Last Friday I was interviewed by Fionn Davenport, a travel and culture writer for RTÉ Radio 1 from Dublin. I had been told that Fionn wanted to ask me how working in the Marion Davies Guest House had influenced my work. In thinking about this question, my first thought was of the ocean, which has been my constant companion from the beginning. In the first week, I must have taken snapshots of the riotous sunset every single day from the upstairs veranda, and I am still working on a poem called "The Ocean Next Door," which is how it feels to have the sea as my neighbor.
When thinking about this question more broadly, however, I was drawn to consider the history of the house and site itself and how it feels to work here—how the entire property was originally built by William Randolph Hearst, the adventurous publishing magnate, for his beloved Marion Davies, the beautiful young actress, and how the couple made this place into a site of love and play. Is it mere coincidence that I am writing a chapbook of love poems and that poetry itself emerges out of the "will to play" as Octavio Paz once put it? It all fits.
As the radio interview came to a close, I decided to read aloud the following poem, which mentions both the house and the ocean. It's a poem that reminds me not to count my remaining days here as fleeting but rather as precious, and to know that I will always have them by virtue of what I have seen, felt, and written here.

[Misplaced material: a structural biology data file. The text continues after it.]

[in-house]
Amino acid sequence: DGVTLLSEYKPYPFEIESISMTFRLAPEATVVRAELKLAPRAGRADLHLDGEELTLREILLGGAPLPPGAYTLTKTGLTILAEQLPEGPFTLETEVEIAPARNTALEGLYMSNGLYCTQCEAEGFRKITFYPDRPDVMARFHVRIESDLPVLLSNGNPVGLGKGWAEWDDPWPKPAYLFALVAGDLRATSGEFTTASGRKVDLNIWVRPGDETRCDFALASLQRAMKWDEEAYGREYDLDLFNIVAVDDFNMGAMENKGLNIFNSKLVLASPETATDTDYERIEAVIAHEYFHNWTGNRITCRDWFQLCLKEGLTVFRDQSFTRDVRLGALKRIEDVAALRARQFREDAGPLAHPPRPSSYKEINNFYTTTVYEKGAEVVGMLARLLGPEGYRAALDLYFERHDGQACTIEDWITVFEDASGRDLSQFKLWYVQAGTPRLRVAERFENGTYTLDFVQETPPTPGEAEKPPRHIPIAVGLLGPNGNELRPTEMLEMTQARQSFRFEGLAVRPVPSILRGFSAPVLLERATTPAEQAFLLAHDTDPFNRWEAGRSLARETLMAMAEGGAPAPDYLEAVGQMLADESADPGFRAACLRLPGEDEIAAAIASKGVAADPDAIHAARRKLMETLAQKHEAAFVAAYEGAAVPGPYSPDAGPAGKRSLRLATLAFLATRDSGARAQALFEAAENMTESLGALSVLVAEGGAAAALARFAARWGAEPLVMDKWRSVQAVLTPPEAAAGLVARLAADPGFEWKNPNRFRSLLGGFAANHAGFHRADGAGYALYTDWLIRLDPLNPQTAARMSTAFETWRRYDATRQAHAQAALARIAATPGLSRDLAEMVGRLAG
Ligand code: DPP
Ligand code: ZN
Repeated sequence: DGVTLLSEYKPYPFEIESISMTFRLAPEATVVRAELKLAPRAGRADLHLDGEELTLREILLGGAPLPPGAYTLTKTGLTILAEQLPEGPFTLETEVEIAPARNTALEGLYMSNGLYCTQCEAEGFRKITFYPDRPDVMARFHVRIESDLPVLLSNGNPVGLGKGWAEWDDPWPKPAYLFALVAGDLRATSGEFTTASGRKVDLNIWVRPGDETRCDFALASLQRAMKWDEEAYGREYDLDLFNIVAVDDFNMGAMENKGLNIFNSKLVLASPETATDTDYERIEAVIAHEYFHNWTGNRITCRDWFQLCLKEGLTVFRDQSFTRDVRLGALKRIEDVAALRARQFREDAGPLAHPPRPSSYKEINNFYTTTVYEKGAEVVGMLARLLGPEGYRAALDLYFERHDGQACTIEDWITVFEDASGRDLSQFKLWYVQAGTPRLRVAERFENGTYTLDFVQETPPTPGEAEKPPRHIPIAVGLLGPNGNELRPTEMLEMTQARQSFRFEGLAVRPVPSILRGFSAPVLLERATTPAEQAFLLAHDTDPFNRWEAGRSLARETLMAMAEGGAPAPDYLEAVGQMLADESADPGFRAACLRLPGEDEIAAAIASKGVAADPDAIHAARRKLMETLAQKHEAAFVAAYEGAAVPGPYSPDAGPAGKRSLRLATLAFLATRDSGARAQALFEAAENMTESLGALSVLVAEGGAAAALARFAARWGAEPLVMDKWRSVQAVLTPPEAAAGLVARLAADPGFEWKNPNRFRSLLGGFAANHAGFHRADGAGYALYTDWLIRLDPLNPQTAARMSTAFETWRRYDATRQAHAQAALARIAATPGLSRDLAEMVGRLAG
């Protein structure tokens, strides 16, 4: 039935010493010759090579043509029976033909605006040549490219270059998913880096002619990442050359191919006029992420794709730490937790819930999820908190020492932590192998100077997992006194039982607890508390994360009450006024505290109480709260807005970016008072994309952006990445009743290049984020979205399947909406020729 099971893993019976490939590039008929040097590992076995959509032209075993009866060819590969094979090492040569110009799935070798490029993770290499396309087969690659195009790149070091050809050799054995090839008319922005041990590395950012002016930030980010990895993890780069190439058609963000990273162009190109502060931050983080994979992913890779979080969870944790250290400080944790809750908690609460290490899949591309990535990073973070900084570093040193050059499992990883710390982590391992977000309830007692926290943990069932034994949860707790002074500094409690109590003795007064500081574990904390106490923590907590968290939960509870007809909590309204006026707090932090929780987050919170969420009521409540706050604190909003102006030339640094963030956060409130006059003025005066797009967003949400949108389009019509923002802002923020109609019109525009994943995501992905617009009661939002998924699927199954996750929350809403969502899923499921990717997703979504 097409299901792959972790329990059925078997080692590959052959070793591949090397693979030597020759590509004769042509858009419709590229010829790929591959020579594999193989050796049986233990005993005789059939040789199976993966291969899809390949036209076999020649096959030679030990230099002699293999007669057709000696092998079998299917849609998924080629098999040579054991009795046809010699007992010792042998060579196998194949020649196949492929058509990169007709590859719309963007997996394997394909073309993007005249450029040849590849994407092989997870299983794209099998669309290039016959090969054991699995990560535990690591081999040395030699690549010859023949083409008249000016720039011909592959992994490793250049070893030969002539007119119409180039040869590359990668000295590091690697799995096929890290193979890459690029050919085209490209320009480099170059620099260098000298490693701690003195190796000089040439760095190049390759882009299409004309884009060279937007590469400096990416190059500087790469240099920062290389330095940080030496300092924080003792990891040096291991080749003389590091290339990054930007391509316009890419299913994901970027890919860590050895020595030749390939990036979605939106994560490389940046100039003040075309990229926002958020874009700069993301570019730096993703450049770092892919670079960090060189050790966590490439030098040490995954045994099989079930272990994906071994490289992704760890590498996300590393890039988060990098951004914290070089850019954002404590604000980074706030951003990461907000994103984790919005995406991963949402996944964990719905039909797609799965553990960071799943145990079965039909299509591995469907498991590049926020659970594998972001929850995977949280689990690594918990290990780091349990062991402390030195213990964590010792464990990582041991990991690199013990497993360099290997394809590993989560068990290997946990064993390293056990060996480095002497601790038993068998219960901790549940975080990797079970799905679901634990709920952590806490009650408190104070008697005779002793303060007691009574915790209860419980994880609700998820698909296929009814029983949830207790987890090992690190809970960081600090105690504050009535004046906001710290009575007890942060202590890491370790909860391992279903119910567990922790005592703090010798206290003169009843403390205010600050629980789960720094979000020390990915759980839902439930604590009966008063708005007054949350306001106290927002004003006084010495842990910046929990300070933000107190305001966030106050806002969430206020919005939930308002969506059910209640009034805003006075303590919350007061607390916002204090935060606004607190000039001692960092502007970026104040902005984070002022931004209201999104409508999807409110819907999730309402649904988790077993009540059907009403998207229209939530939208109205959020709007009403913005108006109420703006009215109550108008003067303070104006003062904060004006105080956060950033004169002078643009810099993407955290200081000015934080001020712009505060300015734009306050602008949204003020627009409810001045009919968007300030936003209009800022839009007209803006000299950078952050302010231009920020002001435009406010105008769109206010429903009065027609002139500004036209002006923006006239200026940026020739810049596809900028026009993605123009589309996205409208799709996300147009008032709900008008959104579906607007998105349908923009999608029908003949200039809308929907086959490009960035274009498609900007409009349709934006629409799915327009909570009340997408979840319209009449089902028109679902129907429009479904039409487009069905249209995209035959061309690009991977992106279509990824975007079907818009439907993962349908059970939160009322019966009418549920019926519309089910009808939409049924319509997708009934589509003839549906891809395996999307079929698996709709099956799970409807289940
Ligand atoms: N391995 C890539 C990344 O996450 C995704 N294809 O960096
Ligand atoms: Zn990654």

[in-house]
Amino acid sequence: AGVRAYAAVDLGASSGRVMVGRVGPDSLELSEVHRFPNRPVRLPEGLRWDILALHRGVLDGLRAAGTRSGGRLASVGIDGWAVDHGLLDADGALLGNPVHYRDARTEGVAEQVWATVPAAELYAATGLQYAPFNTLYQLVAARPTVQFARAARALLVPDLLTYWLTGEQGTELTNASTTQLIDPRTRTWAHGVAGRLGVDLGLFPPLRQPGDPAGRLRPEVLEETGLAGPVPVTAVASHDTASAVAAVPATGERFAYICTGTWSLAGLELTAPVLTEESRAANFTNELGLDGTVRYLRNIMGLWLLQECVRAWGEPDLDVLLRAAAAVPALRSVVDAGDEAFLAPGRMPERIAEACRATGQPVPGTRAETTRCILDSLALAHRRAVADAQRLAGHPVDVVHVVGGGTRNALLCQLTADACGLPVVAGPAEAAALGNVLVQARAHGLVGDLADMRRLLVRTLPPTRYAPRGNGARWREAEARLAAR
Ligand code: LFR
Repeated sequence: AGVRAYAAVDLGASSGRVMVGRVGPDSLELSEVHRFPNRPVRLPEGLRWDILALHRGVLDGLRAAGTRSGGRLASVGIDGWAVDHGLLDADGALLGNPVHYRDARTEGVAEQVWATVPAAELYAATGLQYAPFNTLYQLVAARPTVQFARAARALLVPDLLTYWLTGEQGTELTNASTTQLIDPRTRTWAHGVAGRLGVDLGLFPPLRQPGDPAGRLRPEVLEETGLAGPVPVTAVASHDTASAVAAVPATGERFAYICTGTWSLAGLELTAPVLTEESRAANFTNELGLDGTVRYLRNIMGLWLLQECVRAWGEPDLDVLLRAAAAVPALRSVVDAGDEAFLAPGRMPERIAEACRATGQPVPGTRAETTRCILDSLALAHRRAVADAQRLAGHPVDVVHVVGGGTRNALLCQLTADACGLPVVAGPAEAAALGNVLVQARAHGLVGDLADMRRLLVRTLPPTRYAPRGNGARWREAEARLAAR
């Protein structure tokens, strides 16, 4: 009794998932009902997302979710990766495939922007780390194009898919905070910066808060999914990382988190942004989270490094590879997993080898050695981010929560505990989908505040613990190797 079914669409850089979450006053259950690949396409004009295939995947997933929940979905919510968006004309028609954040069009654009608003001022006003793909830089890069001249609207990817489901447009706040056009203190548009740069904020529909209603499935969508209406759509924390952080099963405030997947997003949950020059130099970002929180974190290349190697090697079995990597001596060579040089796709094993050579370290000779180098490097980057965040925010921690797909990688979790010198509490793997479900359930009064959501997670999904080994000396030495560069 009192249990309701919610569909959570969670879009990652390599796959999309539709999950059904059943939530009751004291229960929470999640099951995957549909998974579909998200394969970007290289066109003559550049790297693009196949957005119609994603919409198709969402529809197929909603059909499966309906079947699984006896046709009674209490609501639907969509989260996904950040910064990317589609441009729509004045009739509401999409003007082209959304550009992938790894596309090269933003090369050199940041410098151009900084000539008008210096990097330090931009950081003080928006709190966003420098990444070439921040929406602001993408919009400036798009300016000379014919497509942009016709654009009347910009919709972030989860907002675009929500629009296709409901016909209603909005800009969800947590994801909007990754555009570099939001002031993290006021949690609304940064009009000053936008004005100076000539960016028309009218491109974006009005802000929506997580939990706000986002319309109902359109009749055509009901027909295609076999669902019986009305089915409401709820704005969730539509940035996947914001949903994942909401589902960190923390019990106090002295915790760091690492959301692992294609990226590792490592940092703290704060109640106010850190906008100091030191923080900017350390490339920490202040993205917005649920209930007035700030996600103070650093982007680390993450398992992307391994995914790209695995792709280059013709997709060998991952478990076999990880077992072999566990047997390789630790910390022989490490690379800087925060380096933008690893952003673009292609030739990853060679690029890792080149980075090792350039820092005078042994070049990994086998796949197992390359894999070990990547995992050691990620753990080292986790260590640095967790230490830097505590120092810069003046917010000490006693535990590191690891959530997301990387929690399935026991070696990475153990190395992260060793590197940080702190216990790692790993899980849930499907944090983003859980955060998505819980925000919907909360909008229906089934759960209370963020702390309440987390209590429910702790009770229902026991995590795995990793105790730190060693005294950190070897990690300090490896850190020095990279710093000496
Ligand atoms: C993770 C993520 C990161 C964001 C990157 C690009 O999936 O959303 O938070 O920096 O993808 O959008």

We’ve been apart for two months now,with one month and two days to go,But you told me not to count, so here I amnot counting the skinny palm treesOn my way to the beach house—a short trip,not counting stoplights.I am not counting the steps on the staircaseor squares in the gray tartan carpet—Not counting the choppy waves slamminginto the sand, which I could count all day.I am surely not counting the size of the crowdat the president’s inauguration orHow many more of us marched against himin next day’s demonstration.Not counting on the dollars in my wallet,dollars in the bank, gallons of gas in my gas tank.Count on me not to count syllables in this lineor this one, or lines on the page,Or the 2,461 miles between us at this stage.I am relying on the revolution of the planetto bring us that long-anticipated sunriseWhen the whole length of your bodyis stretched out next to mine—But who’s counting? Certainly not I.